the numbers you ask about for "weights" are pretty's the abreviations that are tricky....look at the trailer life towing guide, or the ford towing guide, or the gmc towing guide....for the compete abreviations/explainations...


t.v. has a carrying capacity and a towing capacity, and a total combined capacity/rating.....

.....the carrying capacity is the stuff you put in/on the t.v....
people, dogs, fuel, gear, cab tops/bike racks, water jugs....and so on.....the hitch and pin get added to the t.v....not the trailer numbers.....

the towing capacity is how much the t.v. can pull......and usually (not always) goes down a little as the t.v. is loaded......with stuff

the total combined rating is the max load for t.v, stuff, trailer, people....basically everything rolling.....

these ratings are explained pretty well in the ford/gmc towing guides...which are printed and at the dealers....and also online....with pictures even!!

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Old 02-09-2006, 12:24 AM   #32
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wheel interested.......

one other thing that dealers regularly confuse and we can confuse.....

hitch/ball weight.....

once you know the hitchweight/ball weight..........after the trailer is loaded....that number doesn't change with w/d no no....

say the hitch is 1000lbs......once hooked to the t.v. that 1000lbs is pushing DOWN on the rear t.v. a force that is greater than 1000lbs.... and it is also lifting UP on the front t.v. axle.....get it? rear sag/front high?

so the w/d bars are used to REDISTRIBUTE the 1000lb load on the ft/rr axles of the t.v......the w/d bars SPREAD the hitch weight out more evenly....

but w/d bars DO NOT decrease the hitch still weighs 1000lbs (the truth is, it actually now weights more than 1000lbs....but we'll skip's complicated)

so w/d bars don't lower hitch weight.....they speard it out better....get it?

the only way to change hitch/ball weight is to move stuff around inside the trailer....remember....?

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Old 02-09-2006, 12:40 AM   #33
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wheel interested

also what twink writes is correct....

for some anti sway setups the bars must flex to work correctly.....if the bars are too stiff, they will flex less & not stay in the slots/grooves, and the anti sway will be less in that situation/setup...go down one size on load suggested for stiffer t.v.

that is not an issue with the hensley arrow....

and your shorter (but heavy) yukon.....should you decide not to go for something longer....and with a higher load capacity....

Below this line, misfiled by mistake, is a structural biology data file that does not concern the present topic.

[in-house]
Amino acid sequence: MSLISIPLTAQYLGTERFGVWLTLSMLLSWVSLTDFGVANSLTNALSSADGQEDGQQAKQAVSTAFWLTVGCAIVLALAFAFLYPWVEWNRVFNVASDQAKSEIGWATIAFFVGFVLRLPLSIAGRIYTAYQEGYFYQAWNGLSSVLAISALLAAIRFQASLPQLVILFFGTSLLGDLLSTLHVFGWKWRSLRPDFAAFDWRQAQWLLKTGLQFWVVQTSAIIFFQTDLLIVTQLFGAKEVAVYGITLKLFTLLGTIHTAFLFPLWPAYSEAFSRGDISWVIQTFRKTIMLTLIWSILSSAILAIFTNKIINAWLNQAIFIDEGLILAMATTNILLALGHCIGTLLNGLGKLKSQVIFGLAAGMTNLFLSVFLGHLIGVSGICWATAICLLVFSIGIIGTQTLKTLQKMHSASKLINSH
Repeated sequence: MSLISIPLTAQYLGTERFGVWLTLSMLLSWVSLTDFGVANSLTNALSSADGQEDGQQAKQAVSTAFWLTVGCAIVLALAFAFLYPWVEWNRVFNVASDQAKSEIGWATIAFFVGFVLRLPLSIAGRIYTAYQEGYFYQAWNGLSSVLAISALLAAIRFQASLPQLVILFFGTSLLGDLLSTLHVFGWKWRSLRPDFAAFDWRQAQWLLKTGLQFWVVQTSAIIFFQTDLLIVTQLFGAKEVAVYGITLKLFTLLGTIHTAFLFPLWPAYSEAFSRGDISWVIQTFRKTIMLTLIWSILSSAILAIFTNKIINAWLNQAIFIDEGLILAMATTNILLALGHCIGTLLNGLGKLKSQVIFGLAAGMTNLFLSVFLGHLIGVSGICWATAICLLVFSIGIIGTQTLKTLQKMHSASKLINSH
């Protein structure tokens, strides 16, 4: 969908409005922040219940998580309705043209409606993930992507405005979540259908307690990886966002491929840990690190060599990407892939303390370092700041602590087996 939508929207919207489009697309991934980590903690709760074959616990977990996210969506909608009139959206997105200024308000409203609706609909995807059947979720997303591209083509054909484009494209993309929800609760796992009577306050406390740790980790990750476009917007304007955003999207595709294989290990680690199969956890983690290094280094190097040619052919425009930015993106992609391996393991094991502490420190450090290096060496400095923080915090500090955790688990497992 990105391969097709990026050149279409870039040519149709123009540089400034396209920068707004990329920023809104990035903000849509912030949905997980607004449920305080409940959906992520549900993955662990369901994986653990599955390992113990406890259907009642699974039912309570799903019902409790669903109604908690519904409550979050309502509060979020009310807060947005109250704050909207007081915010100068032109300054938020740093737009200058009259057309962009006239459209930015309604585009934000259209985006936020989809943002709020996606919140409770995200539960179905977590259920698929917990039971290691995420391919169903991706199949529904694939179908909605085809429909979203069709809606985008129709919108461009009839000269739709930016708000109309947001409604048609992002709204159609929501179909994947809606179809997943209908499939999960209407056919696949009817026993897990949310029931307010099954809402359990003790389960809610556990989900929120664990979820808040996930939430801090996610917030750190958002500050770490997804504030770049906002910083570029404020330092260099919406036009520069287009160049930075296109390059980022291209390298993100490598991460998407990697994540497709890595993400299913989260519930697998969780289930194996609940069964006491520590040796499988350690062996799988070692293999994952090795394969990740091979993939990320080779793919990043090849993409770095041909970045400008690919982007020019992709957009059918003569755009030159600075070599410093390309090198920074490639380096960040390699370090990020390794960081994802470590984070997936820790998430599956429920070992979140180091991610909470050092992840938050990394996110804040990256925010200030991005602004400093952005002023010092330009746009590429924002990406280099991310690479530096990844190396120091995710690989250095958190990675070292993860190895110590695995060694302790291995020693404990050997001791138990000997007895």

if properly powered/geared/braked/cooled....would work better for towing with a hensley.....which improves control related to the issue of shorter wheelbases for t.v.

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Old 02-09-2006, 05:32 AM   #34
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Originally Posted by 2airishuman
and you would be surprised just how much can be towed with a bicycle....besides an airstream.

Bicycles and other objects still need to be aware of towing basics, such as weights and load distribution.
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Old 02-09-2006, 12:38 PM   #35
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isn't that the position for changing a i mean a shoe?

clearly that as$ needs a hensley!

note in my bike photo the load is properly distributed....3 on the front, 2 middle, 2 rear....

here's another for grins....

early prototype for the one ox powered class c using the newly redesigned geeee'em chassis....


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Old 02-09-2006, 10:04 PM   #36
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Arrow Some threads for 65GT & Eric's Wed nite ??s

I'll do a data dump and Road King Moe shows up in a few of these -- though not the best ones he's had on safety margins. Quite honestly, ipso facto's post in the 2nd should be read by all!

You'd think we'd have it settled by now... Whew!! I'm always concerned about people who want to tow 28' and above with little more than a 1/2-tonner.

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Old 02-19-2006, 09:15 AM   #37
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Originally Posted by Canoe stream
Quite honestly, ipso facto's post in the 2nd should be read by all!

You'd think we'd have it settled by now... Whew!! I'm always concerned about people who want to tow 28' and above with little more than a 1/2-tonner.
Ipso is right on!

Among my friends 3/4 ton is the minimum requirement, especially for those who tow bumper pulls. I love my Dodge 3500 dually. BUT I'm a paranoid pessimist when it comes to hauling, especially as I am more often than not hauling livestock. BUT It's the perfect partner for all of my trailers - I never have to worry about it - no matter what's on board or where I'm headed.

JM2óWorth - and then there's always the matter of what you're going to have to give up to get that kind of HP, torque, and GVWR. I gave up smoking - saved me over $130 month.

'72 Sovereign
'01 Sundowner 2 horse LQ
'01.5 Dodge Ram 3500 4x4 6 spd HO 385hp/985tq
The enemy of art is the absence of limitations.